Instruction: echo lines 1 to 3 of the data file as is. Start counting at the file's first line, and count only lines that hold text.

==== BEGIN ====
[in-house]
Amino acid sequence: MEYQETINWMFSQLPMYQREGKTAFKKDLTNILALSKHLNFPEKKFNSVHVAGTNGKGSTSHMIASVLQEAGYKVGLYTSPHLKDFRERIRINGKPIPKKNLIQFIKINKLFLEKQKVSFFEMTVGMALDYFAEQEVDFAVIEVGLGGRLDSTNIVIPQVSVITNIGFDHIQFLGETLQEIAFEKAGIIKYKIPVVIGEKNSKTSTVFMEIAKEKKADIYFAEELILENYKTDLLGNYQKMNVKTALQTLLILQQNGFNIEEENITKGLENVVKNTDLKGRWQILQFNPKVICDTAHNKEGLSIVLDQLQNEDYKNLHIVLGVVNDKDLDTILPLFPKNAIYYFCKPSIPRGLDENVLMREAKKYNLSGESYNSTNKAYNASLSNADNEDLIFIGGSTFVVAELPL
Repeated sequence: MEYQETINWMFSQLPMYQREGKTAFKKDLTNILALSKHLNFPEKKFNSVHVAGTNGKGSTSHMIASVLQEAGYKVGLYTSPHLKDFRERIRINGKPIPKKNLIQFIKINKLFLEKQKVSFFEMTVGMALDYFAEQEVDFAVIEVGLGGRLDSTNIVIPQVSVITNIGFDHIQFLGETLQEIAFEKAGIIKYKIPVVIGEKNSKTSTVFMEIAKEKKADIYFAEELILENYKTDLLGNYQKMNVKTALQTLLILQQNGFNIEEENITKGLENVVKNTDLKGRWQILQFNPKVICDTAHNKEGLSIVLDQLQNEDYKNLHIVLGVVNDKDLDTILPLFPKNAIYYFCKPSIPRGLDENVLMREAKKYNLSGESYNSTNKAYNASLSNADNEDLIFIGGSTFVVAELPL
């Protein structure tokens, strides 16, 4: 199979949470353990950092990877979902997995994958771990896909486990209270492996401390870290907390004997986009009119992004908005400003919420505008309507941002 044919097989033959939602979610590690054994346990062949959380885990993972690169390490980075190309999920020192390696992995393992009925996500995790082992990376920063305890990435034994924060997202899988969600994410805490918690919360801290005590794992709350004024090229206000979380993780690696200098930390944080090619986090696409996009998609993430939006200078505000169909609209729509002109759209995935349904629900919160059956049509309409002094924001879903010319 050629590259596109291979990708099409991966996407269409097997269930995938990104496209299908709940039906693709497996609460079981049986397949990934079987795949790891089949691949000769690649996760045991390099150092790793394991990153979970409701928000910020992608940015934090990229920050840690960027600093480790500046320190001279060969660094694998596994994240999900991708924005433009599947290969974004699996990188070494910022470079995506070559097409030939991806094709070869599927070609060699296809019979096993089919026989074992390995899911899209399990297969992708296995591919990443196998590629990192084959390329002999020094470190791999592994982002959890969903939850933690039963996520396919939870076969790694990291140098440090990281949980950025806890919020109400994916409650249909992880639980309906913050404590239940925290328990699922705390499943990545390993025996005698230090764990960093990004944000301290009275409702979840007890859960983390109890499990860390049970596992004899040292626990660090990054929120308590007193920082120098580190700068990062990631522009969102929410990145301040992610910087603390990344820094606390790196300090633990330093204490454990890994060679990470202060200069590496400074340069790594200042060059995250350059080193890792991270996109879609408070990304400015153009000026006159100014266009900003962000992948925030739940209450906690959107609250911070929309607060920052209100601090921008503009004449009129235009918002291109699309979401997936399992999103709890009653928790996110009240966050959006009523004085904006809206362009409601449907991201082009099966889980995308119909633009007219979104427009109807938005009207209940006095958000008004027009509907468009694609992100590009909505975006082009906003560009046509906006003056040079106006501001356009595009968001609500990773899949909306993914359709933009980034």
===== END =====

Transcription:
[in-house]
Amino acid sequence: MEYQETINWMFSQLPMYQREGKTAFKKDLTNILALSKHLNFPEKKFNSVHVAGTNGKGSTSHMIASVLQEAGYKVGLYTSPHLKDFRERIRINGKPIPKKNLIQFIKINKLFLEKQKVSFFEMTVGMALDYFAEQEVDFAVIEVGLGGRLDSTNIVIPQVSVITNIGFDHIQFLGETLQEIAFEKAGIIKYKIPVVIGEKNSKTSTVFMEIAKEKKADIYFAEELILENYKTDLLGNYQKMNVKTALQTLLILQQNGFNIEEENITKGLENVVKNTDLKGRWQILQFNPKVICDTAHNKEGLSIVLDQLQNEDYKNLHIVLGVVNDKDLDTILPLFPKNAIYYFCKPSIPRGLDENVLMREAKKYNLSGESYNSTNKAYNASLSNADNEDLIFIGGSTFVVAELPL
Repeated sequence: MEYQETINWMFSQLPMYQREGKTAFKKDLTNILALSKHLNFPEKKFNSVHVAGTNGKGSTSHMIASVLQEAGYKVGLYTSPHLKDFRERIRINGKPIPKKNLIQFIKINKLFLEKQKVSFFEMTVGMALDYFAEQEVDFAVIEVGLGGRLDSTNIVIPQVSVITNIGFDHIQFLGETLQEIAFEKAGIIKYKIPVVIGEKNSKTSTVFMEIAKEKKADIYFAEELILENYKTDLLGNYQKMNVKTALQTLLILQQNGFNIEEENITKGLENVVKNTDLKGRWQILQFNPKVICDTAHNKEGLSIVLDQLQNEDYKNLHIVLGVVNDKDLDTILPLFPKNAIYYFCKPSIPRGLDENVLMREAKKYNLSGESYNSTNKAYNASLSNADNEDLIFIGGSTFVVAELPL